Social Media: Same Shit-Different Day

If there’s one underlying “theme” to the blog posts around here it’s this – Social Media Marketing is all about communication.  If you don’t know what message you need to communicate to potential customers or clients, there is no “magical device” that will “improve” your marketing message.

The magic in social media marketing is found in the message NOT the medium!

Which is why I find this mockumentary so amusing:

In the mocumentary above – the expressed goal of the founders is not to solve a problem  – but rather to come up with the next “big thing”.   The tongue is firmly in cheek here.

There’s no POINT to Flutter… it doesn’t solve a real problem.

Twitter is a GREAT marketing tool for Dell Computers… because many of Dell’s target audience are early adopters of technology.  On the other hand, Twitter is a horrible marketing tool for many of my clients because their target audience members are not early adopters of technology.

Every successful social media tool solves a communication problem.

Blogs, Facebook, Linked In and Twitter all effectively “solve” a “communication problem”.

Blogging addressed the “problem” of how non-technical users could easily get information onto the web.  A blog removes the need for FTP software and the knowledge of HTML to use the web for communication.

In Facebook’s case – it began as a way for college students to connect online.  However, when you graduate from college, it’s easy to lose touch -which is the “problem” Facebook solves for people.   Facebook makes it easy to find and communicate with people from your past and your present.

Twitter solved the “problem” of how to reach your blog readers when they weren’t reading your blog.  While blogging made it easy to get your thoughts onto the web, your blog readers have to “come” to your blog to read it.   Twitter reaches out and allows you to speak to your readers when they’re NOT at your blog.  (If you don’t “get” Twitter – download and install Tweetdeck.  Without Tweetdeck or Twhirl, Twitter is pointless, IMHO.)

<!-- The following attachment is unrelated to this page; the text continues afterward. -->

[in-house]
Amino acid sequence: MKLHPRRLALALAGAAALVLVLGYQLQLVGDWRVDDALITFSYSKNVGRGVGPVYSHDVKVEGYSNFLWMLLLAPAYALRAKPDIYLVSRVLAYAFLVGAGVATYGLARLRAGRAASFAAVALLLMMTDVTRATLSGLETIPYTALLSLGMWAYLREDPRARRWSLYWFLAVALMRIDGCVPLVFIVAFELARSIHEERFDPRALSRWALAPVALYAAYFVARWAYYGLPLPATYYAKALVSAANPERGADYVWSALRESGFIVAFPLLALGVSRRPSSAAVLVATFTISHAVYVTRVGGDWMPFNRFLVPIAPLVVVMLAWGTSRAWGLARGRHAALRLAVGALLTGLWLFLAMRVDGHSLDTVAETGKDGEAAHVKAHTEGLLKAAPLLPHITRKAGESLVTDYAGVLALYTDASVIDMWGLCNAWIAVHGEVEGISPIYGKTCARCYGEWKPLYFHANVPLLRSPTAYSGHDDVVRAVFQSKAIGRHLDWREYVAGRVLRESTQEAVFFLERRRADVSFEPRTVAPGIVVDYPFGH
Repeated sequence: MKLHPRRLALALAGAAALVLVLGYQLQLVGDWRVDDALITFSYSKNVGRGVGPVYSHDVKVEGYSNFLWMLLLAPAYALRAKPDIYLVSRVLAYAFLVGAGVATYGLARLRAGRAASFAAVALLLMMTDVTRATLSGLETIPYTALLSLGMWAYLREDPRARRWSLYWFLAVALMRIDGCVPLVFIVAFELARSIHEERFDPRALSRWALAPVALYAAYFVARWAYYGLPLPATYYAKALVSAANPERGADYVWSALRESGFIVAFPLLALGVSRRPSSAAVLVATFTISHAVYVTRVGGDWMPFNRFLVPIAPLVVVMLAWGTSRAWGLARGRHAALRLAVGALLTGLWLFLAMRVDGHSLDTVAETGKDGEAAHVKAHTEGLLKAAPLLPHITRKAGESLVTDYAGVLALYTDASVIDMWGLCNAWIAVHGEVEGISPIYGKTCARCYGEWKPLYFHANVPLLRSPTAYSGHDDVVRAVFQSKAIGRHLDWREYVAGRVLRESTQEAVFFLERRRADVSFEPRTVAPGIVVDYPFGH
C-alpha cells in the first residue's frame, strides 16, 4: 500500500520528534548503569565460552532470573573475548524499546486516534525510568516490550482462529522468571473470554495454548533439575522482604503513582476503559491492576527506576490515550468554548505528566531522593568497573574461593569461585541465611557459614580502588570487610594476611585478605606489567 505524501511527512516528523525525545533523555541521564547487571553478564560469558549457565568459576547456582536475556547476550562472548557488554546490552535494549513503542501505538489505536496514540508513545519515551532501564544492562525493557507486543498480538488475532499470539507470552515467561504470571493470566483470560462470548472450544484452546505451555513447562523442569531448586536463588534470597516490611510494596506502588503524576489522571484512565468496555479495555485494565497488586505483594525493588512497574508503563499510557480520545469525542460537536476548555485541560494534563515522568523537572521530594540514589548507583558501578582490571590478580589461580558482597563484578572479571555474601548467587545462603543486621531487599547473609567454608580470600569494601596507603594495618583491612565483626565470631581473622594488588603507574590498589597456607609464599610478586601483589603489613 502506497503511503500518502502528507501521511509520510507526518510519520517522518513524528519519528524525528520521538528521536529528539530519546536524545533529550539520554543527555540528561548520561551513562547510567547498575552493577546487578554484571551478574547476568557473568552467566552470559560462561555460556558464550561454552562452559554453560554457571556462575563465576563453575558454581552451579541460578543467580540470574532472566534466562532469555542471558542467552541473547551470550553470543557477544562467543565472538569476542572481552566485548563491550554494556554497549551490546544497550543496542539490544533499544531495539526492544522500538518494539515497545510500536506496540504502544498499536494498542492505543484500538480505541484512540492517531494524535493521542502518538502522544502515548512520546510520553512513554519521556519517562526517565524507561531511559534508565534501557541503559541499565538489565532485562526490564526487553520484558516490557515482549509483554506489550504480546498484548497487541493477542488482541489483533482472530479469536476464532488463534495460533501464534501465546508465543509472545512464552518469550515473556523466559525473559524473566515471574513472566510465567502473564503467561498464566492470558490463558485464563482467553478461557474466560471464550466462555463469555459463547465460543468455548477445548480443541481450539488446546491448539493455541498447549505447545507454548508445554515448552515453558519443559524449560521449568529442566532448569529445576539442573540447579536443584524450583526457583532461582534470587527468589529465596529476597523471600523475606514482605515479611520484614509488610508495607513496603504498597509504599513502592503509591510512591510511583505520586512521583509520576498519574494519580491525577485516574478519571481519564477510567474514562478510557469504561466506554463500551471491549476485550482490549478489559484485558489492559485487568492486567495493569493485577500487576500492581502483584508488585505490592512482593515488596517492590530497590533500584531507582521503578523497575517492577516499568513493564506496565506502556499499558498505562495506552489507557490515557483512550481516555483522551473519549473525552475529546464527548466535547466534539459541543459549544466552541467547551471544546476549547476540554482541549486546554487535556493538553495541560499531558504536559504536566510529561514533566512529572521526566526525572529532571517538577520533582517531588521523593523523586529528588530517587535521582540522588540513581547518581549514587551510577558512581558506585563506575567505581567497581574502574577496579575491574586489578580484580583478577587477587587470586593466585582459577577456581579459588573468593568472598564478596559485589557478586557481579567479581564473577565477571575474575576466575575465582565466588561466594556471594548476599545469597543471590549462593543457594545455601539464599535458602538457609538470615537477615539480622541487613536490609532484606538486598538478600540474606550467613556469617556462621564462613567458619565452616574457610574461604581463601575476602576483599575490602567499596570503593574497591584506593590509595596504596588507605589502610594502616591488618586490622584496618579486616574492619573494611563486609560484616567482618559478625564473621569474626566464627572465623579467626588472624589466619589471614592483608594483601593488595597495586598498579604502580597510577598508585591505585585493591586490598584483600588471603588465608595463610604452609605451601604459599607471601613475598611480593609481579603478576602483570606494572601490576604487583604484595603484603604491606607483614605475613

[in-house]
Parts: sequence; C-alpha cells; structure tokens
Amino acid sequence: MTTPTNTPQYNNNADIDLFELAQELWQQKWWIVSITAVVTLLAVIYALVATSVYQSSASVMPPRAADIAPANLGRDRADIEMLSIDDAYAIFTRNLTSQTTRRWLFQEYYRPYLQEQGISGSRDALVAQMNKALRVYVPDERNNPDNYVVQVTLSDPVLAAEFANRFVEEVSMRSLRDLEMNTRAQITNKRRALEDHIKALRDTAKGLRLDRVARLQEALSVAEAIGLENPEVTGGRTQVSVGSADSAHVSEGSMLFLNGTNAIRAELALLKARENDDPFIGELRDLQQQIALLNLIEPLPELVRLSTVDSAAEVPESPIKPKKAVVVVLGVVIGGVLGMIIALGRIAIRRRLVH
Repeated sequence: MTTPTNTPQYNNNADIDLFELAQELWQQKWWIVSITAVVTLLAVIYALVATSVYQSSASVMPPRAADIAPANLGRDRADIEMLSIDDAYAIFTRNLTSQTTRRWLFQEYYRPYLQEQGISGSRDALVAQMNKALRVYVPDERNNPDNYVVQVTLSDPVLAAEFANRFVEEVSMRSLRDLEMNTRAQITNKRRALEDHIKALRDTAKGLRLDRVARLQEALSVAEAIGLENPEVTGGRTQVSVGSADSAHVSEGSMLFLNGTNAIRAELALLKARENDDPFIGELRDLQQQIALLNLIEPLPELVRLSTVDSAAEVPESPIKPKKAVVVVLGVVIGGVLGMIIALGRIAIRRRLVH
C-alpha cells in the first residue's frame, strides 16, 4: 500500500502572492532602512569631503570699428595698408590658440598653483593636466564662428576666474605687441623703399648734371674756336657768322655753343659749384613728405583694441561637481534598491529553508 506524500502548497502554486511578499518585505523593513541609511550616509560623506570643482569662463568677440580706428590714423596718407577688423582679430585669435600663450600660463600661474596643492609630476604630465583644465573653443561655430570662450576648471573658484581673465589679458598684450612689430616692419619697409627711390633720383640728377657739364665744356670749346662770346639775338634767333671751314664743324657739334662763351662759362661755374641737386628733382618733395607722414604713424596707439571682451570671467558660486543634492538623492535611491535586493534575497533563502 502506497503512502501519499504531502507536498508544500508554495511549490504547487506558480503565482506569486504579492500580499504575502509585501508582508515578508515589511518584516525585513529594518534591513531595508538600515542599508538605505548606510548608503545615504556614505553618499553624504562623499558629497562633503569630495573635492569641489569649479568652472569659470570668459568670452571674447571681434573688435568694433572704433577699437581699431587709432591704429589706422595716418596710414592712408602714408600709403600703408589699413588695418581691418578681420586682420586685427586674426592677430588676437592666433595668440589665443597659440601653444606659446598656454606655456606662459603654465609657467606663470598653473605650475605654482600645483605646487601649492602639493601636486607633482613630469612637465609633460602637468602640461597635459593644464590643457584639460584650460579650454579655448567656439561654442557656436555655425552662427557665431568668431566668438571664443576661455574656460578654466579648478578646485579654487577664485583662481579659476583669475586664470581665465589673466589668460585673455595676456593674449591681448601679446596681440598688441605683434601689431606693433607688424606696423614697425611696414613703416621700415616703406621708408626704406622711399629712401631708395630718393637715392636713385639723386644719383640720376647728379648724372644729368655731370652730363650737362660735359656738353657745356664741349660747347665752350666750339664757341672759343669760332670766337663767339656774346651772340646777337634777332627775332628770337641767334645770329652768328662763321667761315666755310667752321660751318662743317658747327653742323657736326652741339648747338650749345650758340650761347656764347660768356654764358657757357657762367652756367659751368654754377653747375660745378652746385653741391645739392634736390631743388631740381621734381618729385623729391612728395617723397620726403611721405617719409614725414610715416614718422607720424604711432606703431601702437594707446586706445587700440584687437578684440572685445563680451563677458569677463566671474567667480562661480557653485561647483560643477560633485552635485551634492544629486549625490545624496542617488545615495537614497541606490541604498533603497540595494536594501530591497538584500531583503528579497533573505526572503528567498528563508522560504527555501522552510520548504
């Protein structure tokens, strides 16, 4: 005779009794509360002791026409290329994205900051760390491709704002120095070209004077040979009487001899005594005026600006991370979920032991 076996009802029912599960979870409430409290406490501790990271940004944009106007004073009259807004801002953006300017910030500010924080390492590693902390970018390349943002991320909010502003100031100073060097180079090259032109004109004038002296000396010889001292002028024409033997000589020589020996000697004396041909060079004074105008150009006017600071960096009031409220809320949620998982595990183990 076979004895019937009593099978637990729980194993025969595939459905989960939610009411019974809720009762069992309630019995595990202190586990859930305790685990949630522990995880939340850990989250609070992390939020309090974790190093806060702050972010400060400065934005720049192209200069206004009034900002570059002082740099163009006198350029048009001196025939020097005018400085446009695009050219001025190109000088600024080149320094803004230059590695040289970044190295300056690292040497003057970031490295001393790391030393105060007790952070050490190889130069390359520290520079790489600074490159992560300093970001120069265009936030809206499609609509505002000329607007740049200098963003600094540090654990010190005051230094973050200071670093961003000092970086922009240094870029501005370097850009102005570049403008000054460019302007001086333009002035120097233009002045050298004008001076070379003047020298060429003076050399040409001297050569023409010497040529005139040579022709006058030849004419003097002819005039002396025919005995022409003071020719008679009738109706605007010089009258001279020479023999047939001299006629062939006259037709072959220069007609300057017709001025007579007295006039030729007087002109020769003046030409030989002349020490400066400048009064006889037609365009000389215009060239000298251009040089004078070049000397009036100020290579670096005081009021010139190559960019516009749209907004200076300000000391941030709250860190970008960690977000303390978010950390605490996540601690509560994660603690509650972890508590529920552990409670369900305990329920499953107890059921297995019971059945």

All of these successful social media tools solve a communication problem…. which is the foundation for business success.

What problem does your product or service solve?

I can’t tell you how OFTEN I get “pushback” on this issue.  I’ve had many clients who didn’t want to address what problems their product or service solved.   Unfortunately, many of those people’s businesses are either struggling or no longer around today.

I will admit that it is possible that your product or service doesn’t solve a problem.   It’s possible your product or service helps to satisfy a desire or achieve a goal.

A soft drink satisfies a desire  while financial planning services help to achieve a goal.  Those are but two examples of products/services that fall outside the “solving a problem” product or service.

Whether your product or service is solving a problem, helping customers achieve a goal or satisfy a desire, you’d better be able to articulate exactly WHAT it is your product or service DOES for your target audience if you want to make social media marketing (or any OTHER kind  of marketing) work for your business.

Social media is communication.  Figuring out WHAT it is you want to communicate is the key to success. It doesn’t matter if it’s radio, television or the web – getting the marketing message on target is the HARD part.

The magic is in the message NOT the medium!

Comments

  1. says

    An intriguing title in my Twitter stream will get me to click every time – especially since 99% of it is, well, the same shit. Brilliant! 🙂

    I’ve only taken one Communications course. It was the most useful of the bunch!

    Thanks for reminding me that I need a refresher course!

    DaleKs last blog post..From Sag to Fab in 90 Days…

  2. says

    Hi Kathy,

    Well put, “it’s the message, not the medium”. Too often companies spend tons of money on advertising only to find out they forgot to let their potential customers know what the advantages/benefits of using that particular company are. Flashy and/or funny ads are great, but if the message is missing, it’s all for naught.